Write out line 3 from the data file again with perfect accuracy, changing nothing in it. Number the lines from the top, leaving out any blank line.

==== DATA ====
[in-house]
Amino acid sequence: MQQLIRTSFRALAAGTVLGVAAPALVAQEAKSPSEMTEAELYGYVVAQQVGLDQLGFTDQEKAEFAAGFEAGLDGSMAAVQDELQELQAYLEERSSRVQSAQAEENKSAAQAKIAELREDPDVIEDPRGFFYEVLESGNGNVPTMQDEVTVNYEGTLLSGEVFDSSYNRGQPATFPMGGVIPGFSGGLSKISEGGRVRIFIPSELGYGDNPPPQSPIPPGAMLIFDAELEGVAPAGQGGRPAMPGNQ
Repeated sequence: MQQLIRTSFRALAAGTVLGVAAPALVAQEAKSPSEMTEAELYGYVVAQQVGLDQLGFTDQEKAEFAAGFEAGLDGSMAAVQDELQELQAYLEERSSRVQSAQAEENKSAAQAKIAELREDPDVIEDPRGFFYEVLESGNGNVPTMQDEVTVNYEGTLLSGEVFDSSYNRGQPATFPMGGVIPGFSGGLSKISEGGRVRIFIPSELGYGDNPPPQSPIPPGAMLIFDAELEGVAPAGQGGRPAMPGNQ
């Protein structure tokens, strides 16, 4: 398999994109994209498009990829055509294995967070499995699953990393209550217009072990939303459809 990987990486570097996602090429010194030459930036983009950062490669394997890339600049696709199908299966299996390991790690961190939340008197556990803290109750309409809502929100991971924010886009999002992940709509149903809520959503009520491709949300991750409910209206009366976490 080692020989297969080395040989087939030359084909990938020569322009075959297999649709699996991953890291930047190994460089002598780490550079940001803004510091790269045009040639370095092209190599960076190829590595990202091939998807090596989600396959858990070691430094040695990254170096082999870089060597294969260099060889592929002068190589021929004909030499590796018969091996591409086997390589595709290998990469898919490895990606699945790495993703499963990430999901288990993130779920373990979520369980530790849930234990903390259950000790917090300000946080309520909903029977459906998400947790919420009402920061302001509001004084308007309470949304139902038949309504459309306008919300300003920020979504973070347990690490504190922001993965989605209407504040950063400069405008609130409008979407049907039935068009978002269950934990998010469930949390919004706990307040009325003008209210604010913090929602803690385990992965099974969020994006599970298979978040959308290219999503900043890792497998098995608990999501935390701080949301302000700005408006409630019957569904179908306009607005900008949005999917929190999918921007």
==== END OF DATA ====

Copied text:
Repeated sequence: MQQLIRTSFRALAAGTVLGVAAPALVAQEAKSPSEMTEAELYGYVVAQQVGLDQLGFTDQEKAEFAAGFEAGLDGSMAAVQDELQELQAYLEERSSRVQSAQAEENKSAAQAKIAELREDPDVIEDPRGFFYEVLESGNGNVPTMQDEVTVNYEGTLLSGEVFDSSYNRGQPATFPMGGVIPGFSGGLSKISEGGRVRIFIPSELGYGDNPPPQSPIPPGAMLIFDAELEGVAPAGQGGRPAMPGNQ